- Everyone is required to wear face coverings that cover the mouth and nose in all campus buildings, including hallways, conference and meeting rooms, multi-person workstations, elevators, stairwells, restrooms and kitchens when social distancing cannot be guaranteed.
- Face coverings must be worn at all times, regardless of distancing, in classrooms and all instructional areas.
- Examples of acceptable face coverings include cloth face coverings - such as those being distributed to all students, faculty and staff - surgical masks and bandanas that cover the nose and mouth. If you have questions, email firstname.lastname@example.org.
- Everyone is required to carry a face covering at all times while on campus, in case they encounter an unforeseen situation where at least 6 feet of physical distance cannot be maintained.
- You are not required to wear a face covering when you are working alone in your office, in private living spaces within residential halls, but the policy does apply to common areas such as lobbies.
- You may temporarily remove your face covering while drinking or eating in non-instructional spaces. Eating and drinking in common areas in residence halls is not permitted.
- Read the policy in full here.
We are relying on members of our community to adhere to these standards, but when necessary, we also will enforce these behaviors. This will include asking students who do not have a face covering to leave the classroom, campus building or other venue and only return when they have a face covering. Students who continue to violate this policy may be subject to further action per the Code of Student Conduct. Similarly, employees who do not wear a face covering may be subject to disciplinary action based on our policies regarding employee performance and behaviors in the workplace.
- Students who seek a modification to this policy due to a medical condition should contact the Office of Disability Resources.
- Employees with a similar request should complete the "High Risk Identification Form" found here. Accommodations may be made on a case by case basis to facilitate teaching and learning in specific environments.
Distribution of face coverings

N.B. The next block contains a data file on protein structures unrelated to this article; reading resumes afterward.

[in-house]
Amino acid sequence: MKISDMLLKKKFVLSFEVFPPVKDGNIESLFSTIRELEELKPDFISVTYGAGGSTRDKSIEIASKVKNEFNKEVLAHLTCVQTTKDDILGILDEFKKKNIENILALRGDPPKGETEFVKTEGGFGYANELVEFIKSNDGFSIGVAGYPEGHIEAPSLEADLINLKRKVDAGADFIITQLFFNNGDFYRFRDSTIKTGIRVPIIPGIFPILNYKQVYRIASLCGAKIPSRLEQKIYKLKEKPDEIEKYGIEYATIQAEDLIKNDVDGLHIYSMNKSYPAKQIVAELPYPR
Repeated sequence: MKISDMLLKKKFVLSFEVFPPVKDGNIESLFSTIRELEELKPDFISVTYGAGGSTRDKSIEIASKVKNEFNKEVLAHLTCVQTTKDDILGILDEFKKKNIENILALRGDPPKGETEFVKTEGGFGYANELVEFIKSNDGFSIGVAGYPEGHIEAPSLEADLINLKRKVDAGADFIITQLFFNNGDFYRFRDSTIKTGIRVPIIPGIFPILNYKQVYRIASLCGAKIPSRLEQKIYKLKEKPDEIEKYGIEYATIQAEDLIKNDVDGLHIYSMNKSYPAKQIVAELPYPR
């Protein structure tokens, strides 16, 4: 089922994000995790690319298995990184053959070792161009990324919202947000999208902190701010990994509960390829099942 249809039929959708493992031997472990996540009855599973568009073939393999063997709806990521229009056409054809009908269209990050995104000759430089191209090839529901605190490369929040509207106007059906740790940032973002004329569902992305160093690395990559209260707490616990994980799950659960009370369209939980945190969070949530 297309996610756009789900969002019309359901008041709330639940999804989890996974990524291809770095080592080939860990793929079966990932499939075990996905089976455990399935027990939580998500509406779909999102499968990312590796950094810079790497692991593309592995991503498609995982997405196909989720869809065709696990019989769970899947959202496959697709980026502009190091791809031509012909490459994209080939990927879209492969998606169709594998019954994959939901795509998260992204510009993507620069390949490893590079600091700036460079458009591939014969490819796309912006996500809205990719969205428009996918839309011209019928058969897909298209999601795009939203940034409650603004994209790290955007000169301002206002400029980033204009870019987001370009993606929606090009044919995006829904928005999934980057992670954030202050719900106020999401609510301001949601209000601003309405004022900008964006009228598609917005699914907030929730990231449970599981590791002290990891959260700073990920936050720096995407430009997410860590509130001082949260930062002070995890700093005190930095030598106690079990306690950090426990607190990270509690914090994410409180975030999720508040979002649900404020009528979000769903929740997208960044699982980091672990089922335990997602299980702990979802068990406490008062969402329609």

All students, faculty and staff will be provided with three face coverings.
Face coverings for employees:
- Environmental Health, Safety and Emergency Management has distributed more than 33,500 reusable face coverings to campus departments and areas, and distribution continues. Please contact your departmental administrator to see if reusable face coverings have been delivered to your area or email email@example.com.
- Campus departments will also receive disposable masks that can be given out as needed. Departments will be emailed instructions for where/when to pick up disposable masks in early August.
Face coverings for students: Reusable face coverings for students will be distributed in several ways:
- Residential students will receive their face coverings at check-in during their assigned move-in appointment.
- Online students will receive them by mail.
- Off-campus students will receive face coverings through several distribution methods. More information will be provided in early August.
If I forgot my face covering, what should I do?
- Reusable face coverings are available for purchase at the University Bookstore for $10 plus tax, and 10-packs of disposable face masks are available for purchase at the Markets, located in Appalachian Panhellenic Hall, Trivette Hall and the University Bookstore, for $12.79 plus tax.
- Snack vending machines across campus will be stocked with 2-packs of disposable masks for $2.50. Vending machines will also be stocked with small bottles of hand sanitizer.
- Campus departments will receive a limited supply of disposable masks that can be given out while supplies last.
- Cover coughs and sneezes with a tissue or the inside of your elbow — not with your hands.
- Avoid touching your face.
- Wash your hands often or use hand sanitizer. Scrub with soap for at least 20 seconds. If soap and water are not readily available, use hand sanitizer instead. Hand sanitizing stations may be found at the primary entry points to each campus building.